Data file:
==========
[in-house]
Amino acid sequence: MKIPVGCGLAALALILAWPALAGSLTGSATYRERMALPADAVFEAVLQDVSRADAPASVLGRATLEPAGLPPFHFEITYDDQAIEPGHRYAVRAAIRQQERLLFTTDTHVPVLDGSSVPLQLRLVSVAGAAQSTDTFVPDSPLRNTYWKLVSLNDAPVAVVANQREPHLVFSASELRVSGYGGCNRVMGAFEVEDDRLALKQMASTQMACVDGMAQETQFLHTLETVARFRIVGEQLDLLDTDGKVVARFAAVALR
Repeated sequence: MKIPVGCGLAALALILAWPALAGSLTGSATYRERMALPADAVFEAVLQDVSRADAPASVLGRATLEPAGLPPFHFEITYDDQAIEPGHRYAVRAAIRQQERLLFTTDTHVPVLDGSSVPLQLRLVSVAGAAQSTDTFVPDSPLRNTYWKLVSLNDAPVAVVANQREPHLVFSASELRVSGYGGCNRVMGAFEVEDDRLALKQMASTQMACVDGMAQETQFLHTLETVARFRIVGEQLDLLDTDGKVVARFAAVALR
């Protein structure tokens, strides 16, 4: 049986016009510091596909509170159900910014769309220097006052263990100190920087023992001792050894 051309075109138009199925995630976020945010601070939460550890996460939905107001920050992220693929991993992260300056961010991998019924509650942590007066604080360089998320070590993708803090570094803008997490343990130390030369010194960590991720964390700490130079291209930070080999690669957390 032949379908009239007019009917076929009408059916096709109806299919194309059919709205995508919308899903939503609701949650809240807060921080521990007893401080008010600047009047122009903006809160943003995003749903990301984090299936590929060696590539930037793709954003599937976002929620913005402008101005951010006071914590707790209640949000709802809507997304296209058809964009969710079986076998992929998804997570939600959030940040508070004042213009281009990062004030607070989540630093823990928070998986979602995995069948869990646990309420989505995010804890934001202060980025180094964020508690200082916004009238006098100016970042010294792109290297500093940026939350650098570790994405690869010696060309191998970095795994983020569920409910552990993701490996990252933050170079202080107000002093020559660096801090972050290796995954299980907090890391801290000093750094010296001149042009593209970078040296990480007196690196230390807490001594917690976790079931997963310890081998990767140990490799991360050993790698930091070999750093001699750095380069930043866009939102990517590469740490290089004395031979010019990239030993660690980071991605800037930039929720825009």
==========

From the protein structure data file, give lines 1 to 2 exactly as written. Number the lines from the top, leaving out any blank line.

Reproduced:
[in-house]
Amino acid sequence: MKIPVGCGLAALALILAWPALAGSLTGSATYRERMALPADAVFEAVLQDVSRADAPASVLGRATLEPAGLPPFHFEITYDDQAIEPGHRYAVRAAIRQQERLLFTTDTHVPVLDGSSVPLQLRLVSVAGAAQSTDTFVPDSPLRNTYWKLVSLNDAPVAVVANQREPHLVFSASELRVSGYGGCNRVMGAFEVEDDRLALKQMASTQMACVDGMAQETQFLHTLETVARFRIVGEQLDLLDTDGKVVARFAAVALR